Here are three things that helped keep me from slipping during the early days of my sobriety:
1) This, too, shall pass. When I had anxieties or fears of impending doom while still using alcohol, I would drink them away. I assumed that they would continue to escalate to the point where I would completely lose control. After I sobered up I found this notion to be bogus.
2) God will never give me any more than I can handle. This is based on 1 Corinthians 10:13, “No temptation has overtaken you except what is common to mankind. And God is faithful; he will not let you be tempted beyond what you can bear. But when you are tempted, he will also provide a way out so that you can endure it” (1Corinthians 10:13).
3) A drink will always make it worse—never better.
Temptation vs. Testing
“God does not tempt us but God does test us, or a better way to put it is that He entrusts us. What's the difference? Temptation is being enticed or allured to sin. God will not tempt us with sin because He is good and no evil is found in Him (James 1:13). Testing, on the other hand, is God trusting us to make the right choice.
“God gave the Israelites a choice, ‘This day I call heaven and earth as witnesses against you that I have set before you life and death, blessing and curses. Now choose life, so that you and your children may live’ (Deuteronomy 30:19). He presented them with a choice, but He also gave them the answer, "now choose life, so that you and your children may live.” (Deuteronomy 30:19). Then He gave them the reasons, ‘that you may love the Lord your God, listen to his voice, and hold fast to him. For the Lord is your life, and he will give you many years in the land he swore to give to your fathers, Abraham, Isaac and Jacob’” (Deuteronomy 30:20).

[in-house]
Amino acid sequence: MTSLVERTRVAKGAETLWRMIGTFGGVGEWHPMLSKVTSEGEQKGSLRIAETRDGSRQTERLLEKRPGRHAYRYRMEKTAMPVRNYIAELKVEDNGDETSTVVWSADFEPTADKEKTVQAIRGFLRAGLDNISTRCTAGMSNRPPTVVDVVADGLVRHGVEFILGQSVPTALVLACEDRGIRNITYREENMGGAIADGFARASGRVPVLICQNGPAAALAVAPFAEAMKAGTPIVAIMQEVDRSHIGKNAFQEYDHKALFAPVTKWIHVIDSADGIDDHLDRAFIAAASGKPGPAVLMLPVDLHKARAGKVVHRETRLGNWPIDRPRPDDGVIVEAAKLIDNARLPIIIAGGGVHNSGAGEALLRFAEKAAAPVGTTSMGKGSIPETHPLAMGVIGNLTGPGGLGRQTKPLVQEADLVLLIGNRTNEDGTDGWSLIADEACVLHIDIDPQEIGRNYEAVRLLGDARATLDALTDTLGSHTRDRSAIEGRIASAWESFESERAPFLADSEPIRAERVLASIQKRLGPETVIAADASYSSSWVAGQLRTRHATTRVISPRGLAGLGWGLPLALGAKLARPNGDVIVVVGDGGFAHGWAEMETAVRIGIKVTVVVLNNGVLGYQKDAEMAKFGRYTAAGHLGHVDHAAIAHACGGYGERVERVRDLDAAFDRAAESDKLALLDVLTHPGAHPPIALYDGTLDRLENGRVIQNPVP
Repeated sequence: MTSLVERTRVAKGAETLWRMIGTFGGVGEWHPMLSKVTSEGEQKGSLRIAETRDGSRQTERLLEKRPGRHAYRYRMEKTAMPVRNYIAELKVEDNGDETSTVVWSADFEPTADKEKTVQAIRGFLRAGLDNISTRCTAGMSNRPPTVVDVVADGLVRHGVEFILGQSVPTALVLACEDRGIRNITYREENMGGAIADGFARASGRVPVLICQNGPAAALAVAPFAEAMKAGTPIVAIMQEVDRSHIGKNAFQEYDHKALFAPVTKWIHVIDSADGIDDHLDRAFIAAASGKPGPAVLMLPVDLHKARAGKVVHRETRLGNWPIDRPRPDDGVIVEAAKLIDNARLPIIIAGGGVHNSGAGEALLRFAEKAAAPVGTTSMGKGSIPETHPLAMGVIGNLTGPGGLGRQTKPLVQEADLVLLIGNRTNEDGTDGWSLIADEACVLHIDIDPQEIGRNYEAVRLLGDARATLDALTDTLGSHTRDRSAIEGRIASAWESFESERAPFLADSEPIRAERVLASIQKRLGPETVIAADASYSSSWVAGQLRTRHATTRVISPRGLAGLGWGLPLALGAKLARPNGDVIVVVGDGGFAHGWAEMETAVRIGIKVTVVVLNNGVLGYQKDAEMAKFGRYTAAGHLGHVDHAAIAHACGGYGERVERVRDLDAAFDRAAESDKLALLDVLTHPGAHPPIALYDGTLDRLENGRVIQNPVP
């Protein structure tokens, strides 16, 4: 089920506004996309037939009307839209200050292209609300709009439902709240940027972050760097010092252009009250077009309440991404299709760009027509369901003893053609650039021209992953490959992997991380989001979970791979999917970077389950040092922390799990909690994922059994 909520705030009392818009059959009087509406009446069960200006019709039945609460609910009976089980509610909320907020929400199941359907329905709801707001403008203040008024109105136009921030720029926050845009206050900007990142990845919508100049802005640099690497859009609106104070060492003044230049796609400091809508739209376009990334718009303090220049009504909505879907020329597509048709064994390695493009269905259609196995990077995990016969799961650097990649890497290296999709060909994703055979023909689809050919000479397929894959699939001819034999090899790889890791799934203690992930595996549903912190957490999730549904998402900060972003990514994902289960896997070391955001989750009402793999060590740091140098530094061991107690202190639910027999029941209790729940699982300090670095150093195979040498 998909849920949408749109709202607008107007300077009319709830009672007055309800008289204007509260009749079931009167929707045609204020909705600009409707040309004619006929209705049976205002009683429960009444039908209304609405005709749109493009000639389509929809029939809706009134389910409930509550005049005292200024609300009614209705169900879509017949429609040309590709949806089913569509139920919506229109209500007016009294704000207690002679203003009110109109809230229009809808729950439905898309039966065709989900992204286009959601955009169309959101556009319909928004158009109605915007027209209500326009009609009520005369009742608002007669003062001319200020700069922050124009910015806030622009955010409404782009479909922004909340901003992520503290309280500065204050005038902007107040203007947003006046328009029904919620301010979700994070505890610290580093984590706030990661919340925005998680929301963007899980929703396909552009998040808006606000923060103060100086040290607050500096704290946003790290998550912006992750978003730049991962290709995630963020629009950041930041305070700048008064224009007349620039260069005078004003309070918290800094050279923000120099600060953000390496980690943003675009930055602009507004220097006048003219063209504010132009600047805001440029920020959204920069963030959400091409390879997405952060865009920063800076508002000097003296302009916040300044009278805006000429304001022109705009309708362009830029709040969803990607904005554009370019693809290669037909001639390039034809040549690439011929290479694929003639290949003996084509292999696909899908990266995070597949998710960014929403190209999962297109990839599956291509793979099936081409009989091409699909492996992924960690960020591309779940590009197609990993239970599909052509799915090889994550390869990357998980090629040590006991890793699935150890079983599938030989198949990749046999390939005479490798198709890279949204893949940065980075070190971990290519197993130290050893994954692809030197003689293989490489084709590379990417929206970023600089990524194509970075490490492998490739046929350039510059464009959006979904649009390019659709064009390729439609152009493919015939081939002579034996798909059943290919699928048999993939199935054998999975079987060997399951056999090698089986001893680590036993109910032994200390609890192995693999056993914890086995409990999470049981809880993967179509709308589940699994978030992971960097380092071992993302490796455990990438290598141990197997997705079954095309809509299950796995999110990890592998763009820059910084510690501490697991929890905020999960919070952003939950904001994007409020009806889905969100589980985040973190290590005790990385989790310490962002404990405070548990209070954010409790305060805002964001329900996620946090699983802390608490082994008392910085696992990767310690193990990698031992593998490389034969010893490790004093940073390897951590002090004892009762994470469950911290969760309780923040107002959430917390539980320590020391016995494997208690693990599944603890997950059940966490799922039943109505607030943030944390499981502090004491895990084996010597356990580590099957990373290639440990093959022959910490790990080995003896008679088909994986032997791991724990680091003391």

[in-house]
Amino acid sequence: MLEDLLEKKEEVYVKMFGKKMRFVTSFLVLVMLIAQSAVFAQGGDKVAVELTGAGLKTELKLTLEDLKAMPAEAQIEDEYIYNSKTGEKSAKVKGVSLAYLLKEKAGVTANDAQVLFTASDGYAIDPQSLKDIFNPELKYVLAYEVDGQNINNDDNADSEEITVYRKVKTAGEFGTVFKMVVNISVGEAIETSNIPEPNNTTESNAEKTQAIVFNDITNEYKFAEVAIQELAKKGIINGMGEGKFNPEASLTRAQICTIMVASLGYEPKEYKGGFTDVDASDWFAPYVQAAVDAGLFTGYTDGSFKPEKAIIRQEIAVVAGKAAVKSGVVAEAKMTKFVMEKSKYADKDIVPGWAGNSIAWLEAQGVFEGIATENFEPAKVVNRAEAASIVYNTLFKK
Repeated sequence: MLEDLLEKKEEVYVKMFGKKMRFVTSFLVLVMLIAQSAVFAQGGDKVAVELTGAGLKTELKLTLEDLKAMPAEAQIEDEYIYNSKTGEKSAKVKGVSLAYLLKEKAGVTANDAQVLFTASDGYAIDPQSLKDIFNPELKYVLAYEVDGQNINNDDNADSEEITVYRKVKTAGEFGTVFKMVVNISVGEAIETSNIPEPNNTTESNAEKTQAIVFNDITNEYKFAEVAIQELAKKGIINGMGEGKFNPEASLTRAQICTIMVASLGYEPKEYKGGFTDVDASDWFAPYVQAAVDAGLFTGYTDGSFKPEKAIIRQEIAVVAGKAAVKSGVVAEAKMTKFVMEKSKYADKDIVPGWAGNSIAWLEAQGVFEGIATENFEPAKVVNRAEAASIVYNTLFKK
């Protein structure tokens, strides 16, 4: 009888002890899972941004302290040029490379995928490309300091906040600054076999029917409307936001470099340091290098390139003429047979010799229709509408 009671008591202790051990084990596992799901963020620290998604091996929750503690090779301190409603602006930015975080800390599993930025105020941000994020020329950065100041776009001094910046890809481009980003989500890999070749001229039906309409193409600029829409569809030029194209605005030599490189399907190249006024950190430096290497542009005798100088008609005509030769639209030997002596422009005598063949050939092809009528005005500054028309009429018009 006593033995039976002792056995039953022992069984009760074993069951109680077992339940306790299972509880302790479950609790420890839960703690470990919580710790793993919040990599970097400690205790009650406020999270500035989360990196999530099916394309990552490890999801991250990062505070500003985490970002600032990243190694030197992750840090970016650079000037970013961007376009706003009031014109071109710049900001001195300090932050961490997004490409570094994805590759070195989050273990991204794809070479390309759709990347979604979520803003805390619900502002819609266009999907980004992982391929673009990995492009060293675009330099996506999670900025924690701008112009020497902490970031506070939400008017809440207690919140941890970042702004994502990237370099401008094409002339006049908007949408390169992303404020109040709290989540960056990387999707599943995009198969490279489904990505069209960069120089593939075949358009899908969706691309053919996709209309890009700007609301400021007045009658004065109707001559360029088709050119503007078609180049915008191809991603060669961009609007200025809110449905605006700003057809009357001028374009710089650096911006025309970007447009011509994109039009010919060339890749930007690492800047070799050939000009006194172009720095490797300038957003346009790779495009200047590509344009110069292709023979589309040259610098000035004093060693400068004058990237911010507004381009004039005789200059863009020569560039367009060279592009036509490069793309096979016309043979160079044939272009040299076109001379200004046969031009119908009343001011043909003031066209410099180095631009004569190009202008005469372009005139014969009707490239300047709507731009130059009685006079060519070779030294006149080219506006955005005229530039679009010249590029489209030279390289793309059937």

“In the same way, the Lord provides us with choices as believers wanting us to make the right decisions, as well. This is not to say that if we don't choose wisely He will punish us. But He entrusts us with kingdom principals watching how we respond and act. Faithfulness in these tests is the road to promotion in His kingdom because He knows He can trust us to do what He has instructed. Money is a good example of this type of testing.”4
"Because he himself suffered when he was tempted, he is able to help those who are being tempted" (Hebrews 2:18).
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© 2023 by Don Umphrey
“New International Version” and “NIV” are registered trademarks of Biblica, Inc. Used by permission.
3. Alcoholics Anonymous, Third Edition, Alcoholics Anonymous World Services, Inc. New York, 1974.